The letter says only that Lopez’s position is being eliminated. And it’s possible that’s true. It’s also possible that Lopez ruffled too many feathers fighting for the humanities program in the face of change.

Home to Roost

But it’s more likely that his antigay comments caught up with him -- albeit in an unexpected place, at least to him.

Documents Lopez shared with the conservative Christian website Enemies Within the Church -- including emails and recordings of meetings with administrators, all after Patterson's ouster -- suggest that he was repeatedly asked to clear any public comments about homosexuality with the institution first. Those included social media posts and media requests, such as one seeking Lopez's comment on a study seeming to link homosexuality to youth self-harm.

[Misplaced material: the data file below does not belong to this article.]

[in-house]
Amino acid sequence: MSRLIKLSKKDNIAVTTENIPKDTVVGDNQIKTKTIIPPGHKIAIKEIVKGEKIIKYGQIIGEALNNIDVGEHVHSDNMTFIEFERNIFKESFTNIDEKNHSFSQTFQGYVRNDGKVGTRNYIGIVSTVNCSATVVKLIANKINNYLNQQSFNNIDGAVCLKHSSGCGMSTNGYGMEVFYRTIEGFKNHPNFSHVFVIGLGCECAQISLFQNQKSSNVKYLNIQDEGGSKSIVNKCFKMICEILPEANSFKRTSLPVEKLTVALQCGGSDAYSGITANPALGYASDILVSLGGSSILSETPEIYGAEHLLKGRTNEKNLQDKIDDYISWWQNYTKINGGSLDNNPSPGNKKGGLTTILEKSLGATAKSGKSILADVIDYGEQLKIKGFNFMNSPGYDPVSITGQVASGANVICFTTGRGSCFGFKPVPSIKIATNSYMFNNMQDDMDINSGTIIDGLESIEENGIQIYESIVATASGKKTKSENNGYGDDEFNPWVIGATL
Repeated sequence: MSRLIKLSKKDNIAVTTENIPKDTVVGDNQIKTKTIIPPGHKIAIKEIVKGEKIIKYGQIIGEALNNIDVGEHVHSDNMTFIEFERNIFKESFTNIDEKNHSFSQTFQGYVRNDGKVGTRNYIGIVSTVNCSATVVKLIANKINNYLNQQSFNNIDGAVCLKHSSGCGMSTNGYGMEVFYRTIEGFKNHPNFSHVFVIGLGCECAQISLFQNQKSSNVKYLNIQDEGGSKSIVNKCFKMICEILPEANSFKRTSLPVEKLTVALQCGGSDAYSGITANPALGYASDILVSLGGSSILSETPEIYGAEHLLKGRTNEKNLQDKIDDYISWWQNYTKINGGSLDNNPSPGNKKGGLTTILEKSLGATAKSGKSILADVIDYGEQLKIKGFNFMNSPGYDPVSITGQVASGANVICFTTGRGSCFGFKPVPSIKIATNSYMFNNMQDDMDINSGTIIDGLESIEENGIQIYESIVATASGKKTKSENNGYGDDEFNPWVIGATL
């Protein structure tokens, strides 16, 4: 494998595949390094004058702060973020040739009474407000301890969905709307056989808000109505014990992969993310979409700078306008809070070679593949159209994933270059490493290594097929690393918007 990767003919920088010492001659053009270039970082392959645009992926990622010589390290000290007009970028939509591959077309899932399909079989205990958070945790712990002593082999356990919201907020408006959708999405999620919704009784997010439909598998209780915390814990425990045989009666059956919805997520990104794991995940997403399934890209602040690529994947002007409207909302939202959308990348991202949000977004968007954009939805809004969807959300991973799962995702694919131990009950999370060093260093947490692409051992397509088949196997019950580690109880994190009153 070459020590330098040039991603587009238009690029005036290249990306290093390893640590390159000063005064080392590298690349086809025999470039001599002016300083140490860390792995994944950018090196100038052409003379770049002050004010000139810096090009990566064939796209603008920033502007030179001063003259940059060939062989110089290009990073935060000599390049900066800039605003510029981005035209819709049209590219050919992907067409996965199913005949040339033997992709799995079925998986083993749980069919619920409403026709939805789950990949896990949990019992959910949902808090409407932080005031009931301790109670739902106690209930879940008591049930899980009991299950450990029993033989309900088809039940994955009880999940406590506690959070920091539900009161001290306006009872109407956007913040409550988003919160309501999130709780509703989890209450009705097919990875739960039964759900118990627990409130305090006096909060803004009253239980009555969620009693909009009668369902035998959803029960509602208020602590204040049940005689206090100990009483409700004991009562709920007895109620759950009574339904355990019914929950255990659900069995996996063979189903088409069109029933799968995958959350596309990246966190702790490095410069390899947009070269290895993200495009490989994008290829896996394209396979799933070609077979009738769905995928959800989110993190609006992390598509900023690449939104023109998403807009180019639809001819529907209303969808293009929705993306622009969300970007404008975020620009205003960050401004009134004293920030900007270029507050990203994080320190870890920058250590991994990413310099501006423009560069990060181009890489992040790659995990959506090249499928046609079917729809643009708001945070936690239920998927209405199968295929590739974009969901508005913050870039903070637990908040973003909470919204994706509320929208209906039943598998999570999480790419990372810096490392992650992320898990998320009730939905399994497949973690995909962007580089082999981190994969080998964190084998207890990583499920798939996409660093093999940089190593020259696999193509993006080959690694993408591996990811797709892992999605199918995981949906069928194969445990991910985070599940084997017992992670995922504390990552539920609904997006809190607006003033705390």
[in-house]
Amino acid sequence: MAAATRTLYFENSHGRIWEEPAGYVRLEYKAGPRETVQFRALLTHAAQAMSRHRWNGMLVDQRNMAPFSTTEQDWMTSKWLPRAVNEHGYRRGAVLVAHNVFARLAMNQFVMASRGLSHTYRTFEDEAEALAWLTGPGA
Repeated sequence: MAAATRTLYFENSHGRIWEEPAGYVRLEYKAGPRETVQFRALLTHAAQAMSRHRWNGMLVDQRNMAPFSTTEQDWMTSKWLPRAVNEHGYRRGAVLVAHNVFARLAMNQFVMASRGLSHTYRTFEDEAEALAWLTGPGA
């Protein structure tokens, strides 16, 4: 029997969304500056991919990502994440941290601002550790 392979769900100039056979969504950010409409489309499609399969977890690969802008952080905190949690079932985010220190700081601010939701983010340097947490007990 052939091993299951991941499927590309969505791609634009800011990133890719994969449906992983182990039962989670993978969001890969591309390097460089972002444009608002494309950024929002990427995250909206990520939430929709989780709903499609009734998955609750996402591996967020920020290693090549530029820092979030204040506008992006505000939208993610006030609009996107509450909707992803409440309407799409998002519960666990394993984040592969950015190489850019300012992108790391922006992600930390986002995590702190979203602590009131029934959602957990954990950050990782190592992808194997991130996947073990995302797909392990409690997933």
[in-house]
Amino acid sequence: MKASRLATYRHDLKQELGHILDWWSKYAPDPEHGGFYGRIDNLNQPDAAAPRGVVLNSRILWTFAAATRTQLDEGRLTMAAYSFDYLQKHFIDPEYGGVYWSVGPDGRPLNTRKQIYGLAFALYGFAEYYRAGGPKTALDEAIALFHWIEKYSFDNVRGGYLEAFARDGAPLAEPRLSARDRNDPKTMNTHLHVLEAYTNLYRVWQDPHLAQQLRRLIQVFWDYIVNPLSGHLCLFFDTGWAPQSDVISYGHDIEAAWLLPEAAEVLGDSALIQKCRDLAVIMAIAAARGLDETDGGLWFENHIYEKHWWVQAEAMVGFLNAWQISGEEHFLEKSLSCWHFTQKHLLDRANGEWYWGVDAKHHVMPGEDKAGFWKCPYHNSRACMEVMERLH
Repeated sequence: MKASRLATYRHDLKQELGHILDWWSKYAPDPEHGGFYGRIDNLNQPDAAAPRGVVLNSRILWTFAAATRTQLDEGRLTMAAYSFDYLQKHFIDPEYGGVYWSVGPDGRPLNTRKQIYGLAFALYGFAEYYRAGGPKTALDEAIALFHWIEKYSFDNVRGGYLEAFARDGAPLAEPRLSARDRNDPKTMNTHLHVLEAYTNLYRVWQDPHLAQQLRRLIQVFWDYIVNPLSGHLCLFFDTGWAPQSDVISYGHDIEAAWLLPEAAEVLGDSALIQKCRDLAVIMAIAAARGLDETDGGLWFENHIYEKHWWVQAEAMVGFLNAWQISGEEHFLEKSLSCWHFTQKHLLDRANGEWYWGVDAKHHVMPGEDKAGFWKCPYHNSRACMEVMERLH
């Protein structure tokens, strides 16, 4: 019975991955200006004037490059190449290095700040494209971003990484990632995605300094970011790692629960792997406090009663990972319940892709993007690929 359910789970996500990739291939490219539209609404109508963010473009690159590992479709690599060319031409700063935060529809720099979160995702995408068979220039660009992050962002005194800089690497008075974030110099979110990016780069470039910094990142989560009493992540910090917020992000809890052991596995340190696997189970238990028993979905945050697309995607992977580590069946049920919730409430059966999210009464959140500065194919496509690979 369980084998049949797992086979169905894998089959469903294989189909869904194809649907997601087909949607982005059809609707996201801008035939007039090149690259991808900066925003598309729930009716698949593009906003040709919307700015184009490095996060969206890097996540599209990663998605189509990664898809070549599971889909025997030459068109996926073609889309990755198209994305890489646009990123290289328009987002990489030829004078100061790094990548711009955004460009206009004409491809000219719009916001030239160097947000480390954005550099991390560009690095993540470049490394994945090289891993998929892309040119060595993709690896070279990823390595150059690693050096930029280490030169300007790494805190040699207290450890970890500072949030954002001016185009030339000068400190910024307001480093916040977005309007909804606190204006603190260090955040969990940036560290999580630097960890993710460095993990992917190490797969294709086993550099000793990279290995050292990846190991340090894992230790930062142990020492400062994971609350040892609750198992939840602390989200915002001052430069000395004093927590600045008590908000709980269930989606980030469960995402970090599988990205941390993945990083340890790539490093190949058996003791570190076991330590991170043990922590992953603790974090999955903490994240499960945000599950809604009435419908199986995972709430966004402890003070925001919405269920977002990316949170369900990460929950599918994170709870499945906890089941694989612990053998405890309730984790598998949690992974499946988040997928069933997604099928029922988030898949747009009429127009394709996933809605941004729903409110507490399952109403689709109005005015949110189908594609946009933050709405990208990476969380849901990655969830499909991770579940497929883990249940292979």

“Notifying us after you’ve submitted the work will raise some concerns,” reads one September email from Michael Wilkinson, dean of the seminary’s Scarborough College. “Also, I’m not sure that [Provost Randy] Stinson understood you to mean that you would continue to speak on these issues. He understood you to mean taking down the social media stuff and then to focus on the drama club and your classes.”

Stinson tells Lopez in a recording of a separate September conversation that among the convention’s Ethics and Religious Liberty Commission, “your reputation is not good there with those folks.” 

Lopez says that he was targeted for trying to shine light on the same-sex abuse cases that he says don’t fit into what he’s described as the Baptist Church’s Me Too-oriented framing of its sex abuse scandal. As evidence, he cites a transcript of a meeting with Stinson in which Stinson acknowledges that he’d previously expressed concern about his resolution. It’s unclear from the transcript, however, if Stinson had a problem with the resolution because of antigay language or the NDA issue, or even which resolution he was talking about.